The Hammer of Thor

Page 65

excitement or fear. “Scandinavia? I’m pretty sure there are flights from Logan.”

Sam shook her head. “We’ll have to go by sea, Magnus. The way the Vikings came here. Just as you can only enter Alfheim through the air, we can only reach the wild borderlands of the Eastern Shores through salt water and ice.”

“Right,” I said. “Because nothing is ever easy.”

“No, it’s not.”

Her tone was distracted, wistful. It made me realize I was being kind of insensitive. Sam had a lot of other problems going on besides her evil father.

“How’s Amir?” I asked.

She actually smiled. In the wind, her hijab seemed to shape-shift from waves to grassy fields to smooth glass.

“He’s very good,” she said. “He accepts me. He doesn’t want to cancel our engagement. You were right, Magnus. He’s a lot stronger than I gave him credit for.”

“That’s great. What about your grandparents, and his dad?”

Samirah laughed drily. “Well, we can’t have everything. They remember nothing about Loki’s visits. They know that Amir and I have made up. For now, all is well. I’m back to making excuses about why I have to rush off in the middle of class or after school. I’m doing a lot of ‘tutoring.’” She put the word in air quotes.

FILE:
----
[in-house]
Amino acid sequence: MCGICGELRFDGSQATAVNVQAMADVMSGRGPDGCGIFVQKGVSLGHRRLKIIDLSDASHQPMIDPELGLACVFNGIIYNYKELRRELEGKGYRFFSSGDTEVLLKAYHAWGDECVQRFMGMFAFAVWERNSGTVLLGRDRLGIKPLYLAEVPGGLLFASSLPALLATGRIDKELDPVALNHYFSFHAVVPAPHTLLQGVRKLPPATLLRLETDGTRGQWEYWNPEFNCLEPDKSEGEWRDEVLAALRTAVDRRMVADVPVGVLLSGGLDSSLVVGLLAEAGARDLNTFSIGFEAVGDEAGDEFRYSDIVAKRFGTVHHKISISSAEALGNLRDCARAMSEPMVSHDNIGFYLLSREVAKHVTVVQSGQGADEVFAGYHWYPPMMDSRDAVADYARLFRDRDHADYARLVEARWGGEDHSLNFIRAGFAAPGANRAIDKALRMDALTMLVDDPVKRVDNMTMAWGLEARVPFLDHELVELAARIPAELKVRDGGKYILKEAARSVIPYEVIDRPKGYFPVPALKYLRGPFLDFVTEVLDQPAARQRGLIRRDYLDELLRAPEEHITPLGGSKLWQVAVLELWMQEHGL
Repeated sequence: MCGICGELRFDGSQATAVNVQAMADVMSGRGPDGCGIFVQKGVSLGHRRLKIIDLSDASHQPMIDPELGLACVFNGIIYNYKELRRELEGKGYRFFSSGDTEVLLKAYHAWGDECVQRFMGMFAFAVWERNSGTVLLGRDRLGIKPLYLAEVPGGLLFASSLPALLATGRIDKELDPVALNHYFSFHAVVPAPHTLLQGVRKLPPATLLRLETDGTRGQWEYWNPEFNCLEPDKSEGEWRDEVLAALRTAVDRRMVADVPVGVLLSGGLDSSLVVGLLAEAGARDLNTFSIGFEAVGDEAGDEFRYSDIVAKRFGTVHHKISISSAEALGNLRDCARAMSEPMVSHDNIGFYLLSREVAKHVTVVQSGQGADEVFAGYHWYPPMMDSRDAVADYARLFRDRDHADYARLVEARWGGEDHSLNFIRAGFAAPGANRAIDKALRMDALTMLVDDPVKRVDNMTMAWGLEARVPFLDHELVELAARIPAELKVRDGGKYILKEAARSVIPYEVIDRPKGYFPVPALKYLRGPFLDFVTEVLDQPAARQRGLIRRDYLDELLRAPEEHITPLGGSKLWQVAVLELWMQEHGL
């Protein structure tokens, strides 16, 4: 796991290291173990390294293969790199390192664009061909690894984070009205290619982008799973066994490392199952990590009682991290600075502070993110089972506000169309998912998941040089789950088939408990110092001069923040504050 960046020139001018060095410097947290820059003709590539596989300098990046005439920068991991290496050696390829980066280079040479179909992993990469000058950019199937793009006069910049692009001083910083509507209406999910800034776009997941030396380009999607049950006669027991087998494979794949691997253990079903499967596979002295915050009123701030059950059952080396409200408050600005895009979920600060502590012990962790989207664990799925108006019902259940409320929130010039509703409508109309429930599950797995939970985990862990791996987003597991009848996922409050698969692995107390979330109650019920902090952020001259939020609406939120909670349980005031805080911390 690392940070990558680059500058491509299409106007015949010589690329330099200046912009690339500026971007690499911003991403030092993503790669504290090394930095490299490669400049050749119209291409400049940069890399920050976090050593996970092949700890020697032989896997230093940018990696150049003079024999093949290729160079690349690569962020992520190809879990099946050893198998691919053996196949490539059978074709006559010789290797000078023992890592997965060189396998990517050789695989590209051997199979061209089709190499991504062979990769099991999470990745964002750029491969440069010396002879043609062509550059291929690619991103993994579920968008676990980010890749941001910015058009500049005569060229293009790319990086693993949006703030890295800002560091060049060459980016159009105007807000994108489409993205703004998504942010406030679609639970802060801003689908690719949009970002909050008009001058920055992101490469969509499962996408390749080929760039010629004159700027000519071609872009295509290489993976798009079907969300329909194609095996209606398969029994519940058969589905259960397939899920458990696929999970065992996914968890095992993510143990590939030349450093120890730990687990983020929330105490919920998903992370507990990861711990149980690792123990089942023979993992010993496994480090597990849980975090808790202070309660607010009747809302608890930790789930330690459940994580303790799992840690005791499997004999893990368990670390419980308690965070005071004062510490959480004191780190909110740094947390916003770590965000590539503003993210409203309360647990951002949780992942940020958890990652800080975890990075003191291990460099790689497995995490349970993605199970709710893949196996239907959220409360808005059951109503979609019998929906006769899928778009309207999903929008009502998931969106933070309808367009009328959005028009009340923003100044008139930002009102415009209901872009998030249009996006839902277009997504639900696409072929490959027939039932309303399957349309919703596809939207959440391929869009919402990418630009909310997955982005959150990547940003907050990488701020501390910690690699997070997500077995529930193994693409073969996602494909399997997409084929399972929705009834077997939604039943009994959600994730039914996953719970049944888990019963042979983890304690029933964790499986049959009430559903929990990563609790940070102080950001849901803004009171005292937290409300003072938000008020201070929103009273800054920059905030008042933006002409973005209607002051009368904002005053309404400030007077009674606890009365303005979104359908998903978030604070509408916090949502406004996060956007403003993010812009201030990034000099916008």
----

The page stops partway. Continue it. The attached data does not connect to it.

I remembered how weary she’d looked when I met her here six days ago. If anything, she looked more tired now.

“Something’s got to give, Sam,” I told her. “You’re running yourself ragged.”

“I know.” She put her hand over the feather of thought. “I’ve promised Amir—once we recapture Loki, once I am sure that Ragnarok has been averted, at least for the present, then I’m done.”


“I’m retiring from the Valkyries. I’ll devote myself to college, completing my pilot’s training, and…marriage, of course. When I’m eighteen, as we’ve planned.”

She was blushing like…well, like a bride.

I tried to ignore the hollow feeling in my chest. “And that’s what you want?”

“It’s entirely my choice. Amir supports it.”

“Valkyries can resign?”

“Of course. It’s not like being…ah…”

An einherji, she meant. I was one of the reborn. I could travel the worlds. I had amazing strength and stamina. But I would never again be a normal human. I would stay as I was, the same age forever—or until Ragnarok, whichever came first. (Certain restrictions may apply. Read your service agreement for full details.)

“Magnus, I know I brought you into this weird afterlife,” she said. “It’s not fair of me to leave you, but—”

“Hey.” I touched her hand just briefly. I knew that wasn’t Sam’s thing, but she and my cousin Annabeth were the closest thing I would ever have to sisters. “Samirah, I just want you to be happy. And, you know, if we can keep the Nine Worlds from burning before you leave, that would be nice, too.”

She laughed. “All right, then, Magnus. It’s a deal. We’ll need a ship. We’ll need a lot of things, actually.”

“Yeah.” Salt and ice seemed to be making themselves at home in my throat already. I remembered our encounter in January with the sea goddess Ran—how she’d warned me that I would be in trouble if I ever tried to sail the seas again.